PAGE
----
If you live in farmland, you’ve probably heard this phrase before. “A particularly difficult or problematic task, situation, or set of circumstances to contend with or confront.”
We have farmers in our family. The idea is not a new concept for us. We spent time with relatives this past weekend at a wedding in Lincoln, Nebraska. Douglas and Teresa, the farmers, headed home and got right back on the John Deere. The harvest is ready. Corn waits for no man.
Writing a book feels similar at times. The row ahead seems endless, and all you can focus on is what is right in front of you. The knowledge of everything that still awaits is daunting. But writing waits for no man. You dig in, put your head down, and work.
But finally, you’re finished. No more research. No more feedback from critique partners. No more editing. No more proofreading. You’ve finished the book, and you can sit back with a sigh of relief.
Sigh. That’s me today.
Accepted is done, uploaded, printed, and available for purchase. Today is book birthday number three in the San Antonio series.
If you like historical romance, you need this book. The probability is high you’ll learn a fact you didn’t learn at school. You’ll laugh and maybe cry. And you’ll see God’s love.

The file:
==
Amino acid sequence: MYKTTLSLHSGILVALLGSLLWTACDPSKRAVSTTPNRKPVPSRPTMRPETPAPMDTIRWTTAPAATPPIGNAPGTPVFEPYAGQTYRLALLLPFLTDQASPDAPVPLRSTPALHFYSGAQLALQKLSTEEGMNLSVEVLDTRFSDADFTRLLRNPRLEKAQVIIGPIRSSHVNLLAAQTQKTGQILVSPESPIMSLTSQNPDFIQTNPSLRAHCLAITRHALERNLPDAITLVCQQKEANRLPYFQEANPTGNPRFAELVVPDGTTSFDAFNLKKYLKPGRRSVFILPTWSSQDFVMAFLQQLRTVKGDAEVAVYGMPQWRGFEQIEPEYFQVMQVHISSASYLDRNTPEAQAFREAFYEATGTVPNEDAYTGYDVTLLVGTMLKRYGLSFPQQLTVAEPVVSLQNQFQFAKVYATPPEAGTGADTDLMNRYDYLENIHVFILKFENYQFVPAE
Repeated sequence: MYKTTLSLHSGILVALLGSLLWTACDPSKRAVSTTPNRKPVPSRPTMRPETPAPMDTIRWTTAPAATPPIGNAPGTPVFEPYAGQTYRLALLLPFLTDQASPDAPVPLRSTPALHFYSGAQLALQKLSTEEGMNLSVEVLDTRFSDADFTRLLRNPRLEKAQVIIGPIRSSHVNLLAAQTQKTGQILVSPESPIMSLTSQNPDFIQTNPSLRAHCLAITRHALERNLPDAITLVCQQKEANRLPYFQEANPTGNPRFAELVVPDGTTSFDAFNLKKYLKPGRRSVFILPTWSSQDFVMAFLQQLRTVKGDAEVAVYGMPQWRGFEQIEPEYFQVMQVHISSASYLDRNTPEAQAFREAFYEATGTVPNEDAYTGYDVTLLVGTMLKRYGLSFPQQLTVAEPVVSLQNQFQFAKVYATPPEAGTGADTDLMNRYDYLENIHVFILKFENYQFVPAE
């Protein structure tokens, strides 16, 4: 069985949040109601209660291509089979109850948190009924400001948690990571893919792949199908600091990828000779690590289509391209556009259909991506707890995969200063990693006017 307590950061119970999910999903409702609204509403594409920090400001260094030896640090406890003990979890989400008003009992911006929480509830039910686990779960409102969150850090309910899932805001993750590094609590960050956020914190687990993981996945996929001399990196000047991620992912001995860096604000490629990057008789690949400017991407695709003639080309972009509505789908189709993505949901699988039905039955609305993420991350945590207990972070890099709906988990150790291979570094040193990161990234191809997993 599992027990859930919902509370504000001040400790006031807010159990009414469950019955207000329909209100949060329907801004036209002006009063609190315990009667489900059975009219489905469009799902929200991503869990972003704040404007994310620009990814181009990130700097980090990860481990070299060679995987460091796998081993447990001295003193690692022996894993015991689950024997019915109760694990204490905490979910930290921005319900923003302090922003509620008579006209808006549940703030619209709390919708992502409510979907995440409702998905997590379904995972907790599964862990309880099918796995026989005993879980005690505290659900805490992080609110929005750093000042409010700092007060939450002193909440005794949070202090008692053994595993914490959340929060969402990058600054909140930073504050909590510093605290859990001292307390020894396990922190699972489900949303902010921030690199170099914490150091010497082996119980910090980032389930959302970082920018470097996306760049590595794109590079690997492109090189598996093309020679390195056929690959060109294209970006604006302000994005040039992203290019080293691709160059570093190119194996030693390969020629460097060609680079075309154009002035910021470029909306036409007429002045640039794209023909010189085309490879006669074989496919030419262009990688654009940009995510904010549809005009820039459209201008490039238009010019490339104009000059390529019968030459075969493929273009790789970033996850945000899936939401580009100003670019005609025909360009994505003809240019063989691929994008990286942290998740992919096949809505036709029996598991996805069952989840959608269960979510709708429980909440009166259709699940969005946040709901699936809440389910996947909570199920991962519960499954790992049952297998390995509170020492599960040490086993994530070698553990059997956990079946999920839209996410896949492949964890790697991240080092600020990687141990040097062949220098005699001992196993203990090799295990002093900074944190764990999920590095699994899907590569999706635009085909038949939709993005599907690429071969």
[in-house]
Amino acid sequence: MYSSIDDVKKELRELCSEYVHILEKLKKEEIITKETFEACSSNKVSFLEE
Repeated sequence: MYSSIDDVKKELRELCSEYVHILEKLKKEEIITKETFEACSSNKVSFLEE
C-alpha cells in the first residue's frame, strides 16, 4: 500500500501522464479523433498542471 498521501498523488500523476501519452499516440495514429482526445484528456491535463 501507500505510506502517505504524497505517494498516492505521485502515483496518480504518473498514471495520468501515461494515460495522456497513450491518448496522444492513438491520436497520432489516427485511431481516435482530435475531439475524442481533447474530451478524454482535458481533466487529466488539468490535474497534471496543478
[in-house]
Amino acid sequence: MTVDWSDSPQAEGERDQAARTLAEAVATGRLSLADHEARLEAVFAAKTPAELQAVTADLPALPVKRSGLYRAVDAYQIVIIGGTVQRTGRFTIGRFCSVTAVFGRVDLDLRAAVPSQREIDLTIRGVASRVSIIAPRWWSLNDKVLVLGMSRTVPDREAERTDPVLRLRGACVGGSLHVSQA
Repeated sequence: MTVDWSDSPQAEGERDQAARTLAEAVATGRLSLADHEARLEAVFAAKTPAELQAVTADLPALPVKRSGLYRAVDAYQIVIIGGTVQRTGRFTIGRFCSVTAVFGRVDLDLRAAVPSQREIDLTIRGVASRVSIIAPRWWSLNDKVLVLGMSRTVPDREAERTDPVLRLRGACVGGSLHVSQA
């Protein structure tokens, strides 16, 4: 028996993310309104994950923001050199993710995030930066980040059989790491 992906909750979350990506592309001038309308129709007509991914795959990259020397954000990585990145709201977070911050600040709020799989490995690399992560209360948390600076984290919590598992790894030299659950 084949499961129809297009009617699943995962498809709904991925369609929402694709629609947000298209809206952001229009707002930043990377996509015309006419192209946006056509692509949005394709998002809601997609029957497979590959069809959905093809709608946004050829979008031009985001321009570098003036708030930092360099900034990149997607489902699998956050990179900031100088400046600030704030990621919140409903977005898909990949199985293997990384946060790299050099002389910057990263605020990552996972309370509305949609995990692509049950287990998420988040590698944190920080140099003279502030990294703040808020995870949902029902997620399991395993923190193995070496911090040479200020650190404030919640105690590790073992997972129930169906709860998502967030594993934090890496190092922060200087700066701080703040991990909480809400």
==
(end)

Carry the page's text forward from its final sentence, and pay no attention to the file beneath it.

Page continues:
Need a little taste to be sure? Here are the first few pages. If you decide it’s for you, you can order here.
Now, sit back and dive in. Enjoy.
San Antonio, Texas – Spring, 1864
They wasted time with every moment they stood idle.
Jonathan Campbell squinted one eye and peered at the cloudless sky. Mr. Nelson, from the feed store in San Antonio, should be along directly. Jonathan had placed his order for corn and cotton seed back in March, and they were due to arrive today. He sucked his teeth, impatience building. The store owner’s offer to deliver surprised him, but he was glad enough to accept the help that saved him from making a trip to town. The urge to start made him antsy. Where was the man?
With one knee pressed into the damp ground, he stretched his tight back with a groan. Sweeping his hat from his head, he wiped his sleeve across his brow. The sun’s rays brought welcome warmth after a frigid February and a rainy March, and he had worked up a sweat. Long, straight furrows gave testament to the labor he and the two farmhands had completed so far. The week had been productive. Preparing the soil to receive seed, helping along the life cycle established by God, spoke to a spot deep in his soul.
He gave the wrench he gripped in his sweaty hand one last yank and glanced up at the young man, who waited for him to work his magic with the plow. The hired hand had phenomenal skills with horses, but mechanical things reduced him to fumble fingers. “Try now, Teddy. I think it’s ready to go.”